Troublesome Topic: Is There Such a Thing as the Most Accurate Translation?

Short answer: No!

Long answer:

Some translations are closer to the original language than other; some are closer to the way we speak every day; some are more wordy than others; some are more concise than others, but I don’t think we can make the claim that one translation of the Bible is more accurate than others.

If you do an internet search about various translations of the Bible, one of the optional topics that will come up is, “Which is the most accurate translation of the Bible?” Obviously, the writer of that article is striving to make the case that whichever Bible can win the title of “most accurate” should be considered the best Bible version, right? Unfortunately, things are not that simple.

Just like everything in life, everything comes at a price – there is a cost that must be paid for every gain or improvement. The price I am talking about is only sometimes paid with money. Think about some engineers discussing the design of a new car. They may want it to be the best at everything, but good engineers already know that such a dream is impossible because some things pull against each other. If they want it to have the most power of any production car then it will have poor fuel economy. If they want it to be able to do lots of heavy towing, it will be strong but slow to pick up speed because of how it uses the power it has. A sports car can pick up speed fast; but it is no good for towing heavy loads. If they want it to have all the latest technology and creature comforts, then it be will expensive and only some people will be able to afford it. They may be able to achieve more positives than negatives, but every gain will cost something in some way.

I was born and raised in Honduras where my parents were missionaries. When I was a teen a new missionary family arrived and I heard the father telling some of the missionary men about the truck he had brought with him. Rather than flying down and buying a vehicle in country, he had driven it through Mexico and Guatemala because he was sure he had the perfect missionary vehicle for a country like Honduras which has many rough, dirt roads. Not gravel roads, roads that are dirt, dust, mud and rocks. His truck was a 4×4, high off the ground, extra long cab so it could carry more people, 8 foot bed, and to top it all off, it had the engine and transmission of a larger truck in it. This thing had 16 gears forward and 4 gears backward. He was sure it be just right for Honduras. None of the other missionaries said much; we all just waited. Well, that big truck, that perfect missionary vehicle, was soon parked without getting used. Yes, it was high off the ground, but it was so long that it would get hung up in the center on those bad roads. What’s more, it could not make some of the corners on those tiny mountain roads because it turned like a battleship. In the city it was even worse. Downtown Tegucigalpa was built in the 1750s when all they had was ox carts; all the streets are narrow, and everything is tight. And one more thing, the way it consumed fuel you would think it was the Saturn V rocket, and fuel was more than twice as expensive as in the US. The well-intentioned owner had focused on the truck’s advantages, but he failed to consider what was sacrificed to get those advantages.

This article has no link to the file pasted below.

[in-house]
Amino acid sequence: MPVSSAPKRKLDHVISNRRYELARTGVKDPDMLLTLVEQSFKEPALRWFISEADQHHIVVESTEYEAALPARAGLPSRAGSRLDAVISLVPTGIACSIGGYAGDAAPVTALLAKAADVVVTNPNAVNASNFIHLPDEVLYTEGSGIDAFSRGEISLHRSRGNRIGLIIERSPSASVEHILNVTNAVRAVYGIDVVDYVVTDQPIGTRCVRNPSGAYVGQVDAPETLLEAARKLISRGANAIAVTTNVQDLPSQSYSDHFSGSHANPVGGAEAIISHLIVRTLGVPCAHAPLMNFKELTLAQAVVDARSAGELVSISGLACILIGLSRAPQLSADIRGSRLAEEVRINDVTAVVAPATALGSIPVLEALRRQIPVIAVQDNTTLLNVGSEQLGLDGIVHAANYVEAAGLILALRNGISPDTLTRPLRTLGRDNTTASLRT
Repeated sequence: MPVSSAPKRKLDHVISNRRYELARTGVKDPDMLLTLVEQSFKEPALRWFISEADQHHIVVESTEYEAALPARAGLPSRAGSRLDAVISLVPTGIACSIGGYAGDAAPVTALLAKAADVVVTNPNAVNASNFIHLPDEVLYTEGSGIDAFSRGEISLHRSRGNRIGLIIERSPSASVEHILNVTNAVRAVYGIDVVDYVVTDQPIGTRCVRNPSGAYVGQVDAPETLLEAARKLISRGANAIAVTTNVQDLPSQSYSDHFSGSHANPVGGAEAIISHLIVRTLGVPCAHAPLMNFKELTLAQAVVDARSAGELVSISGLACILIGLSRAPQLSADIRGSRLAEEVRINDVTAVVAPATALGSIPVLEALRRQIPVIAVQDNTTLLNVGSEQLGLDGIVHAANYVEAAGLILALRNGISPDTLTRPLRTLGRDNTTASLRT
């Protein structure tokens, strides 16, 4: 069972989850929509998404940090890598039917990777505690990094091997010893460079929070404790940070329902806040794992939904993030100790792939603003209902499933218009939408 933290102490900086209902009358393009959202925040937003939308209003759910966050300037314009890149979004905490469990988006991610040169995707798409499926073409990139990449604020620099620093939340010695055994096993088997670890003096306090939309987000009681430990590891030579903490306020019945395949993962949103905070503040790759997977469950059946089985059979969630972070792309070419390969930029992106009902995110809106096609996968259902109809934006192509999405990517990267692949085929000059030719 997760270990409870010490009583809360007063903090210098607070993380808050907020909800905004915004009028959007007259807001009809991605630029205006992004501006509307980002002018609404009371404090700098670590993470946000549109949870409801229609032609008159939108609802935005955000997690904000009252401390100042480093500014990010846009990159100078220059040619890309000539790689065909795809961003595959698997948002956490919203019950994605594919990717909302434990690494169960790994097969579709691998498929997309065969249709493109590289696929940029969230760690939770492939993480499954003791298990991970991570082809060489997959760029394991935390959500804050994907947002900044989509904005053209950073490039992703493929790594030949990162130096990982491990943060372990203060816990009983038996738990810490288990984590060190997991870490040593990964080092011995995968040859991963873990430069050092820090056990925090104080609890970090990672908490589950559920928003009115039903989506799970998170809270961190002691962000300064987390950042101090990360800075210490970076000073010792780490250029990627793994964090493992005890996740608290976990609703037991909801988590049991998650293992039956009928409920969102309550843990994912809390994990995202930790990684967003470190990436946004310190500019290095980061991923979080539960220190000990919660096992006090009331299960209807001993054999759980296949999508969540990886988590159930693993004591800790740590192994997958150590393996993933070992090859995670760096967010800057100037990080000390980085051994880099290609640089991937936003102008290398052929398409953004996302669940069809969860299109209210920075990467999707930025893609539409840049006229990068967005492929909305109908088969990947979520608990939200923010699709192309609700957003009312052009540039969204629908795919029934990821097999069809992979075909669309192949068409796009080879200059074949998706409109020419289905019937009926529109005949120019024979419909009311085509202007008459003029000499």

Translating the Bible is like that in many ways. If a translation is closer to modern English, it will be further from the original language; if it is closer to the original language it will likely be harder to understand in English. If it is concise and to the point, it will lose some of the richness of the original wording. But if the translators try to share all the richness available in the original languages, the English wording becomes complex and convoluted.

I think by “accurate” people mean most faithfully communicating the intent of the original. That is well and good, but often the exact intent of the original wording is debated; it is not something we can be 100% sure of. The issue of accuracy is actually one among several. Yes, we want it to reflect the intent of the original, but we also want it to be understandable to modern readers.

Rather than asking “Which is the most accurate translation?” we should ask, “Which is the most helpful translation?” The answer is a bit different for each person. What is very helpful to one may not be as helpful for another.            

We cannot totally ignore the accuracy question or we will get poor translations. But let’s be wise in the questions we ask and the answers we cling to. I believe most of the Bible translators up to this time have been honorable people doing the best they could do for the audience they had targeted. Therefore, let’s give each other the freedom to settle on something different as long as it is helpful for them.

The next lesson is Here’s What an Exclusively Word-for-Word Translation Looks Like